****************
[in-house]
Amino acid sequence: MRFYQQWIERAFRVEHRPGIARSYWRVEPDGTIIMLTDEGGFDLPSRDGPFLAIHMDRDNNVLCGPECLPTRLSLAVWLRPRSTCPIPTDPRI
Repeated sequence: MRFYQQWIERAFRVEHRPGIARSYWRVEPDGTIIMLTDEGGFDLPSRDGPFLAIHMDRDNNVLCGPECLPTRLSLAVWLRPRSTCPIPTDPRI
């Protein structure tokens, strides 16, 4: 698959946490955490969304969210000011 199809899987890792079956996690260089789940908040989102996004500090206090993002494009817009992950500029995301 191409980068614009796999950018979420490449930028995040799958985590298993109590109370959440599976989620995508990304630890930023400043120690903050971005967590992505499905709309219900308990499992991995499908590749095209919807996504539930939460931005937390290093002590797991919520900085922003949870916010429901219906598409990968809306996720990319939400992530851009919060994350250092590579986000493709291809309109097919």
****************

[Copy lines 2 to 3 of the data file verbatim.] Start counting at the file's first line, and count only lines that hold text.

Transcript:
Amino acid sequence: MRFYQQWIERAFRVEHRPGIARSYWRVEPDGTIIMLTDEGGFDLPSRDGPFLAIHMDRDNNVLCGPECLPTRLSLAVWLRPRSTCPIPTDPRI
Repeated sequence: MRFYQQWIERAFRVEHRPGIARSYWRVEPDGTIIMLTDEGGFDLPSRDGPFLAIHMDRDNNVLCGPECLPTRLSLAVWLRPRSTCPIPTDPRI